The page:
Wow, bravo! I am impressed, and just as surprised as you at how much the ability to accumulate a bankroll magnifies the hand-winning probability into a much larger game-winning probability. I remember reading somewhere that Richard Nixon, when he learned poker while in the navy, observed and studied many, many games before he actually began to bet money. It looks like that was a good plan, because the skill of a neophyte player, even if only slightly below par, will be decisively overwhelmed by the better skill of the other players.
-- Mark
!DOCTYPE HTML PUBLIC "-//W3C//DTD HTML 4.0 Transitional//EN"
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DIV><FONT face="Times New Roman"></FONT>&nbsp;</DIV
BLOCKQUOTE dir=ltr
style="PADDING-RIGHT: 0px; PADDING-LEFT: 5px; MARGIN-LEFT: 5px; BORDER-LEFT: #000000 2px solid; MARGIN-RIGHT: 0px"
DIV>"Pavel314" <<A
href="mailto:Pavel314@NOSPAM.comcast.net">Pavel314@NOSPAM.comcast.net</A
wrote in message <A
href="news:WMSdndCwYeeqY8veRVn-sg@comcast.com">news:WMSdndCwYeeqY8veRVn-sg@comcast.com</A>...</DIV
DIV>Mark Spahn" <<A
href="mailto:mspahn@localnet.com">mspahn@localnet.com</A>> wrote in message
A
href="news:11l6nr3et21lnb2@corp.supernews.com">news:11l6nr3et21lnb2@corp.supernews.com</A>...</DIV
BLOCKQUOTE dir=ltr
style="PADDING-RIGHT: 0px; PADDING-LEFT: 5px; MARGIN-LEFT: 5px; BORDER-LEFT: #000000 2px solid; MARGIN-RIGHT: 0px"
DIV><FONT face="Times New Roman">Suppose five friends A, B, C, D, E have a
weekly evening</FONT></DIV
DIV><FONT face="Times New Roman">of poker in which they each start with
$10&nbsp;and play until</FONT></DIV
DIV><FONT face="Times New Roman">one player has won all the money (a gain
of $40).</FONT></DIV
DIV><FONT face="Times New Roman">Their skills differ so that their
respective probabilities of</FONT></DIV
DIV><FONT face="Times New Roman">winning a hand of poker are .22, .21, .20,
.19, .18.</FONT></DIV
DIV><FONT face="Times New Roman">Are their probabilities of winning for the
evening (= 20 hands;</FONT></DIV
DIV><FONT face="Times New Roman">is that a reasonable number?) identical
/FONT><FONT face="Times New Roman">to their probabilities </FONT></DIV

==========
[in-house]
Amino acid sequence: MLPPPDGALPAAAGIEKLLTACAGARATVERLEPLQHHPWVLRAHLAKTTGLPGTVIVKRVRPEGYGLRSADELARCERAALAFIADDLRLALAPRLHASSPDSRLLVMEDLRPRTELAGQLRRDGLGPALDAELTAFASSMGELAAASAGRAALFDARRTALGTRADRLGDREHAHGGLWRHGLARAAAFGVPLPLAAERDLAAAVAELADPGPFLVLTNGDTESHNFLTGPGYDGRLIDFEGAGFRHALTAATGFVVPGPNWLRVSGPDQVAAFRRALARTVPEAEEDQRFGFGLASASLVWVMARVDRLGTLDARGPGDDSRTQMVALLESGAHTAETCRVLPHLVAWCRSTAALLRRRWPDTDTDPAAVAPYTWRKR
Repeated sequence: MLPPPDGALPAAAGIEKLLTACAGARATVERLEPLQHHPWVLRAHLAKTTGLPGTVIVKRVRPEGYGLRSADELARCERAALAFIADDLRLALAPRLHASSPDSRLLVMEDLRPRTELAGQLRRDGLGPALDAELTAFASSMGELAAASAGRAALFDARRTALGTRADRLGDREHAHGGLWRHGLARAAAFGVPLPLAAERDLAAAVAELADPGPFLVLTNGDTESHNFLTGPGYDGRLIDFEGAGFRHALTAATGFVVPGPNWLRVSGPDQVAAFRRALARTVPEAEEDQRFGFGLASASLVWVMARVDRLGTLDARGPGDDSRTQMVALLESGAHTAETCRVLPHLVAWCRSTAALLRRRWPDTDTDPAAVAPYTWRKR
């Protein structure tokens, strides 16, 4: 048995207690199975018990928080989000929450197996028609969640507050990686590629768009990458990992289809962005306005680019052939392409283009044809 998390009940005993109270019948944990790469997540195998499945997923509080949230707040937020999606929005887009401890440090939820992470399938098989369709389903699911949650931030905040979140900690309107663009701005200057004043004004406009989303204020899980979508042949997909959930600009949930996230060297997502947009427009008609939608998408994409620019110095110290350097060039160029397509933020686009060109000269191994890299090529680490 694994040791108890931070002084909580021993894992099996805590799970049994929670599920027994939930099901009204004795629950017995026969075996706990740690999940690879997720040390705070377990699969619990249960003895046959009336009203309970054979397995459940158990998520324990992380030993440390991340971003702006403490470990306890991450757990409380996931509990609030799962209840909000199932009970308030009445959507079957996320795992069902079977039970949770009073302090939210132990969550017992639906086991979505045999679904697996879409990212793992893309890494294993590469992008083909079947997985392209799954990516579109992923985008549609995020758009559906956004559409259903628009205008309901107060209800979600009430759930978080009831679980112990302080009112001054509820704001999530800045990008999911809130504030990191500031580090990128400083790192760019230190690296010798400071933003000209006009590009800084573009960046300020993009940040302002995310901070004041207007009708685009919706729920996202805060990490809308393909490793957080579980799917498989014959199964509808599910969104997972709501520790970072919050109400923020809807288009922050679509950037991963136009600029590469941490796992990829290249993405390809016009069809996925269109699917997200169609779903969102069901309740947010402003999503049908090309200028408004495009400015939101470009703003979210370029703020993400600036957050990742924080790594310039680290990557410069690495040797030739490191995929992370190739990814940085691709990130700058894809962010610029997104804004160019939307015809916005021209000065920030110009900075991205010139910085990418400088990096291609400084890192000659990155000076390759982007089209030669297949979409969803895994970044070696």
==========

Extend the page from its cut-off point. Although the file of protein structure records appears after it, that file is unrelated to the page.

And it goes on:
DIV><FONT face="Times New Roman">of winning a hand?</FONT></DIV
DIV><FONT face="Times New Roman">During the course of a poker evening, as
one player gains</FONT></DIV
DIV><FONT face="Times New Roman">more money than the others, does his
having more money</FONT></DIV
DIV><FONT face="Times New Roman">to bet confer an advantage, so his
probability of winning</FONT></DIV
DIV><FONT face="Times New Roman">for the evening rises?&nbsp; If so, then
the players' probabilities</FONT></DIV
DIV><FONT face="Times New Roman">of winning an evening of poker might be,
say,</FONT></DIV
DIV><FONT face="Times New Roman">.24, .22, .20, .18, .16.</FONT></DIV
DIV><FONT face="Times New Roman">Can anyone shed some light on this
question?</FONT></DIV
DIV><FONT face="Times New Roman"></FONT>&nbsp;</DIV
DIV><FONT face="Times New Roman">-- Mark Spahn</FONT></DIV></BLOCKQUOTE
DIV dir=ltr><FONT face="Times New Roman"></FONT>&nbsp;</DIV
DIV dir=ltr><FONT face="Times New Roman">Mark,</FONT></DIV
DIV dir=ltr><FONT face="Times New Roman"></FONT>&nbsp;</DIV
DIV dir=ltr><FONT face="Times New Roman">I wrote a program in Ubasic to
simulate the five friends playing poker. The program simulated 10,000 weekly
games or 192.3 years. The program assumes the same bet on each hand. When a
player loses all his money, he's out of the game and the others play on. When
the final player has the entire $50, the game is over. Higher skill on the
per-hand level definitely&nbsp;leverages&nbsp;your odds at the&nbsp;evening
game level.&nbsp;</FONT></DIV